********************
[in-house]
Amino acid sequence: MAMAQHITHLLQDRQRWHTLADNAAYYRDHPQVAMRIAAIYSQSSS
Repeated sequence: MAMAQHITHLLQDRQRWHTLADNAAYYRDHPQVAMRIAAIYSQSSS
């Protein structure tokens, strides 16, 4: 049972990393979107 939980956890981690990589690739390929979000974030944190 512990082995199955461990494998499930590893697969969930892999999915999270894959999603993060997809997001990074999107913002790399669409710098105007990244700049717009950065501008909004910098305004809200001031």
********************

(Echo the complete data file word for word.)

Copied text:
[in-house]
Amino acid sequence: MAMAQHITHLLQDRQRWHTLADNAAYYRDHPQVAMRIAAIYSQSSS
Repeated sequence: MAMAQHITHLLQDRQRWHTLADNAAYYRDHPQVAMRIAAIYSQSSS
């Protein structure tokens, strides 16, 4: 049972990393979107 939980956890981690990589690739390929979000974030944190 512990082995199955461990494998499930590893697969969930892999999915999270894959999603993060997809997001990074999107913002790399669409710098105007990244700049717009950065501008909004910098305004809200001031």